Hot nuclear matter
At GANIL we study nuclear matter under extreme conditions of temperature, pressure and isospin in order to investigate the nuclear equation of state. This is an essential ingredient in models of stellar evolution (supernovae, neutron stars, etc.) as well as for improving our fundamental knowledge of nuclei. To create such extreme conditions in the laboratory, we use collisions of heavy ions accelerated by the GANIL cyclotrons. Using more and more efficient detector arrays to collect the large numbers of reaction products, we can reconstruct the history of each collision and compare it with the predictions of different theoretical models.
The GANIL beams allow the study of heavy ion collisions from just above the Coulomb barrier up to 100 MeV/nucleon. This is exactly the adequate energy domain to investigate the phase coexistence region predicted by numerous theoretical models for nuclear matter, which is a strong constraint for the equation of state. Scanning this intermediate energy range, we observe:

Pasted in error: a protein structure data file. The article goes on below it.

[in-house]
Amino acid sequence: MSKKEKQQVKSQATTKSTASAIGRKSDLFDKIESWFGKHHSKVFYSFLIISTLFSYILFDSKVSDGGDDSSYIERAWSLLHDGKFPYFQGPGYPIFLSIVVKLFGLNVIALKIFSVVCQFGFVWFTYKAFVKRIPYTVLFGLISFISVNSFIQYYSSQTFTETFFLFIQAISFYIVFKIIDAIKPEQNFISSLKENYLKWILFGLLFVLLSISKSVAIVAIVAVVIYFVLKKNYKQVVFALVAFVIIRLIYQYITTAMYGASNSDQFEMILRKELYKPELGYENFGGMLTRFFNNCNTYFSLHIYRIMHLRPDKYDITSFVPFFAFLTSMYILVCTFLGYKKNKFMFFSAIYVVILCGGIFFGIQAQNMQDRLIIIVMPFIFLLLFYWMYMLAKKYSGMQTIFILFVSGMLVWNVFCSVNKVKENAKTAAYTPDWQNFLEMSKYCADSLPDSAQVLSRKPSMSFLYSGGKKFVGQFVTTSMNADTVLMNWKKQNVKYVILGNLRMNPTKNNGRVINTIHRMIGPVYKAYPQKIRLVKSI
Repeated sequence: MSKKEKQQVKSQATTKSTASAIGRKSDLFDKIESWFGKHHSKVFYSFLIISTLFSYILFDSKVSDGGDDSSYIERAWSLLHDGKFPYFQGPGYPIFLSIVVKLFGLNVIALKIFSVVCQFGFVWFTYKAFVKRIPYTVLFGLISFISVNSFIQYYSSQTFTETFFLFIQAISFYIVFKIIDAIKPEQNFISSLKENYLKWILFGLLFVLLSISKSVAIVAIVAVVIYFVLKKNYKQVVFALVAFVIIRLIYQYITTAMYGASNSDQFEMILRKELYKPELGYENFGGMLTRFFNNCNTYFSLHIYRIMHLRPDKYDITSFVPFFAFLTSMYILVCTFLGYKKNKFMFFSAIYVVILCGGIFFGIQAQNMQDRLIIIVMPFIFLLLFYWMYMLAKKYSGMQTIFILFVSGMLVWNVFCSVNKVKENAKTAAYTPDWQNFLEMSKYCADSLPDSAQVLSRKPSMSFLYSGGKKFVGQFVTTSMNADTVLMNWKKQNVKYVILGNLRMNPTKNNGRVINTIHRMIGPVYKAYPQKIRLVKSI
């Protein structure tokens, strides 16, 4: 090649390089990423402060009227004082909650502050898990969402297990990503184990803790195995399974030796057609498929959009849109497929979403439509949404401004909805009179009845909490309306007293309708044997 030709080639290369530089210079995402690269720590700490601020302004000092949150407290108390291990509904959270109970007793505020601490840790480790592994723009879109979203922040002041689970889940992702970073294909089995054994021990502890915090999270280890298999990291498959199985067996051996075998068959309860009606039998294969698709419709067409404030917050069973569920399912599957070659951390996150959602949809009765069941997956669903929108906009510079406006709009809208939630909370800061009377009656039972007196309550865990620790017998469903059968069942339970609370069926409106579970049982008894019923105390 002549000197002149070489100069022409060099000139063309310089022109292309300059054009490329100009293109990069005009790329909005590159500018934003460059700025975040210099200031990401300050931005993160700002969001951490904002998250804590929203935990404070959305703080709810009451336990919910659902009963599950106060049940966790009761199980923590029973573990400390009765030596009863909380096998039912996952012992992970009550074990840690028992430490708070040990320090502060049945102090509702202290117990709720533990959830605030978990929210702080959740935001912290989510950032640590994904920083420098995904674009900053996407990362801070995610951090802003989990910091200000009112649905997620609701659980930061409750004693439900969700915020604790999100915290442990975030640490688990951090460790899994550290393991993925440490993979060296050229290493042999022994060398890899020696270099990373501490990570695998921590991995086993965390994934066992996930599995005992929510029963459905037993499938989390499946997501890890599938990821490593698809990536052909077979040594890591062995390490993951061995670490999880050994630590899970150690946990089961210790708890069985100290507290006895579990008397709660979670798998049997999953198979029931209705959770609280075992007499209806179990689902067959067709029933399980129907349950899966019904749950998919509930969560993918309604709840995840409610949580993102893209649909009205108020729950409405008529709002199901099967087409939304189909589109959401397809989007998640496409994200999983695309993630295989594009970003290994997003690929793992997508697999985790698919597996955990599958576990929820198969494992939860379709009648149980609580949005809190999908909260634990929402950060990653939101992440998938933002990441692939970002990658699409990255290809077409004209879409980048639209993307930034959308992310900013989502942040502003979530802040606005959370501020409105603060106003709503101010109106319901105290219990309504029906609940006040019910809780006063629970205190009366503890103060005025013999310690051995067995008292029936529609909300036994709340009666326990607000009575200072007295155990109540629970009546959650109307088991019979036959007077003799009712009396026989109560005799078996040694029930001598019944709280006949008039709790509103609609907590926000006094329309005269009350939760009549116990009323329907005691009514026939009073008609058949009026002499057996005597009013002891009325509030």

- low-energy collisions produce moderately excited hot nuclei which decay essentially by evaporation of light particles and fission. Statistical models are in reasonable agreement with experimental data for these decay modes.
- for intermediate energies a new decay mode becomes important: multi-fragment emission, characterised by a copious number of intermediate mass fragments with atomic number Z>=3.
- at higher energies the nuclei undergo complete disassembly into light particles, called vaporisation.
These observations, confirmed by many different experiments throughout the world, can be interpreted as the signature of a phase transition of excited nuclear matter. In order to do so, one must first correctly disentangle the properties of equilibrated excited nuclear systems produced in the reactions from the dynamical (non-thermal) processes which become also important in this energy domain.